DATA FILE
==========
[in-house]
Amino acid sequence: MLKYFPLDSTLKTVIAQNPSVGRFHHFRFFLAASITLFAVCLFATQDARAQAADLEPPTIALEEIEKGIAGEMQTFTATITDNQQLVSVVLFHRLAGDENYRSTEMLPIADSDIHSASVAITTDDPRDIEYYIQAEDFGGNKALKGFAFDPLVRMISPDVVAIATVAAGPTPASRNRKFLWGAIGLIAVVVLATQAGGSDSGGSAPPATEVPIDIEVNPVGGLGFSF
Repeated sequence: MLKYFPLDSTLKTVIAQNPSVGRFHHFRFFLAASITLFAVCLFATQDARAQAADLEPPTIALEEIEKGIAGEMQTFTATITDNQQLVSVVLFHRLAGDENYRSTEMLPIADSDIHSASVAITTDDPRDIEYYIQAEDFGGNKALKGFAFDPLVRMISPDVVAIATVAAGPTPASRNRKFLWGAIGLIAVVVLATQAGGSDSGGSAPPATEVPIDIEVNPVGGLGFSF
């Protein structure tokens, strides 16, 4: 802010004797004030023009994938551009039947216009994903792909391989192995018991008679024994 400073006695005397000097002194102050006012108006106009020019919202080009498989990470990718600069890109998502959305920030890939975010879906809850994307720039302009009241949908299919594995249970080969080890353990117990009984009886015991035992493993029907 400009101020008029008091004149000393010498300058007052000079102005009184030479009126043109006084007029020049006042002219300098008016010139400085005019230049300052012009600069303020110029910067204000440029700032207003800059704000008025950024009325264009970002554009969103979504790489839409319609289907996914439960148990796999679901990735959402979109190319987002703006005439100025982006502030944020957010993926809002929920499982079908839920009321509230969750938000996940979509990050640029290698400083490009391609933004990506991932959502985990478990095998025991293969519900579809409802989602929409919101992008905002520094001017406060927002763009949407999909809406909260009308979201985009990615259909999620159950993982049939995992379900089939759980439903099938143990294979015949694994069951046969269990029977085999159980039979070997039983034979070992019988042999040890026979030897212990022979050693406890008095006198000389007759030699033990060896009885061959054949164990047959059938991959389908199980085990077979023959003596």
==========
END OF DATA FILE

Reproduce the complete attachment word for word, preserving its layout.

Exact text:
[in-house]
Amino acid sequence: MLKYFPLDSTLKTVIAQNPSVGRFHHFRFFLAASITLFAVCLFATQDARAQAADLEPPTIALEEIEKGIAGEMQTFTATITDNQQLVSVVLFHRLAGDENYRSTEMLPIADSDIHSASVAITTDDPRDIEYYIQAEDFGGNKALKGFAFDPLVRMISPDVVAIATVAAGPTPASRNRKFLWGAIGLIAVVVLATQAGGSDSGGSAPPATEVPIDIEVNPVGGLGFSF
Repeated sequence: MLKYFPLDSTLKTVIAQNPSVGRFHHFRFFLAASITLFAVCLFATQDARAQAADLEPPTIALEEIEKGIAGEMQTFTATITDNQQLVSVVLFHRLAGDENYRSTEMLPIADSDIHSASVAITTDDPRDIEYYIQAEDFGGNKALKGFAFDPLVRMISPDVVAIATVAAGPTPASRNRKFLWGAIGLIAVVVLATQAGGSDSGGSAPPATEVPIDIEVNPVGGLGFSF
């Protein structure tokens, strides 16, 4: 802010004797004030023009994938551009039947216009994903792909391989192995018991008679024994 400073006695005397000097002194102050006012108006106009020019919202080009498989990470990718600069890109998502959305920030890939975010879906809850994307720039302009009241949908299919594995249970080969080890353990117990009984009886015991035992493993029907 400009101020008029008091004149000393010498300058007052000079102005009184030479009126043109006084007029020049006042002219300098008016010139400085005019230049300052012009600069303020110029910067204000440029700032207003800059704000008025950024009325264009970002554009969103979504790489839409319609289907996914439960148990796999679901990735959402979109190319987002703006005439100025982006502030944020957010993926809002929920499982079908839920009321509230969750938000996940979509990050640029290698400083490009391609933004990506991932959502985990478990095998025991293969519900579809409802989602929409919101992008905002520094001017406060927002763009949407999909809406909260009308979201985009990615259909999620159950993982049939995992379900089939759980439903099938143990294979015949694994069951046969269990029977085999159980039979070997039983034979070992019988042999040890026979030897212990022979050693406890008095006198000389007759030699033990060896009885061959054949164990047959059938991959389908199980085990077979023959003596």